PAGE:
In this meeting I introduced what I will call a "Clarifying Expectations Document." This document was a list of particular details of what my husband and I expected the Family Centered C-Section would be like. As a group, we discussed each of these points one by one. I made it clear that I was not demanding or requiring any of these details (i.e., IV in non-dominant hand, delayed chord clamping, allowing my husband to clamp the chord, how long the baby would stay with me, etc.) but rather just making sure we were all on the same page as far as what the c-section would look like, so my husband and I knew what to expect on this very special day. 

I also made it  extremely clear that if at any point my son's health or my health was in the slightest danger that all "special circumstances" were to be aborted and the team was to do whatever they needed to ensure the safety and health of the two of us. I think it is imperative that any mom hoping for this type of C-section make this clear, so as to assure everyone involved that your priority is a healthy baby. Having a more natural birth experience is truly and honestly a bonus. Its not a guarantee (See item #3 at the beginning of this post). 

After the meeting, in which expectations were clarified, send a follow-up e-mail to those involved summarizing the meeting as you and your partner understood things. This once again ensures that everyone is on the same page. Allow the team to make "corrections" as necessary (if there are any).

Once its clear everyone is on the same page type up a final document summarizing all the details you discussed. Make this summary as succinct as possible, and give it to anyone you meet the day of your c-section who hasn't yet seen this document: Your OR nurse (if you haven't already met her), the Anesthesiologist, the assisting OB, etc.  In my case I was lucky that all of these people had already been e-mailed my list and had viewed the video I linked to above. It was so reassuring and calming to know that everyone involved was on board. But, you may not be so lucky. So, don't hesitate to give that Summary Document to everyone you meet the day of your c-section.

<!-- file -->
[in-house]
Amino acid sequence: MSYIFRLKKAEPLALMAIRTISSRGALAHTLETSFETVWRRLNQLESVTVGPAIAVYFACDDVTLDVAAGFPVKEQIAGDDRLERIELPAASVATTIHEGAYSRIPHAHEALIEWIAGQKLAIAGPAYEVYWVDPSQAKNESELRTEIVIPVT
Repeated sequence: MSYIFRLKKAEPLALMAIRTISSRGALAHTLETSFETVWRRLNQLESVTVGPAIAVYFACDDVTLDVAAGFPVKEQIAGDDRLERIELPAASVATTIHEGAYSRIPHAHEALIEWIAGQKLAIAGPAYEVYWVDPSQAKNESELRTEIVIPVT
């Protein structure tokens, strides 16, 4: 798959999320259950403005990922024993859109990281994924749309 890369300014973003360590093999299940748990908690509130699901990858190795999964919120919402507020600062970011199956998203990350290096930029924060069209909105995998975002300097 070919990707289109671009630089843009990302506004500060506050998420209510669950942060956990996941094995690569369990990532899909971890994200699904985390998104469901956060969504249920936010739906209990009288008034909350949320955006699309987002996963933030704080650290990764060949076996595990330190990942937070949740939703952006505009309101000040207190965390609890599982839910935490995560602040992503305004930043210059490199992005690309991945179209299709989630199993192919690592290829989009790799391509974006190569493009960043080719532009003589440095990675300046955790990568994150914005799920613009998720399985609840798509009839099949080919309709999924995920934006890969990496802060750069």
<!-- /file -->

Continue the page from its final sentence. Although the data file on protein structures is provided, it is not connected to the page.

Then, once you've done all this planning, sit back and hope baby waits to arrive on the day of your scheduled c-section. Be sure to discuss ahead of time with your OB what you can expect if the baby comes a bit early (I am talking days to a week, not many weeks early, in which case things would be very different). Since not all the "key players" may be there, your expectations may need to shift a bit if your little one comes a bit early. Your delivery team may still be able to accommodate the Family Centered Cesarean (ours said they probably would be able to), but if not, that's OK. You will have done everything you can and your team will have too. Some things are just out of our control. 

Try to relax the day of your c-section. Be in the moment, absorb everything, and know that no matter what happens, if the end result is a healthy baby, and a healthy Mom, then there is nothing more you could ask for. 

If you have any specific questions please don't hesitate to e-mail me at kris10camfam(at) gmail (dot) com. I am happy to be of assistance to any woman hoping have the same amazing experience I had.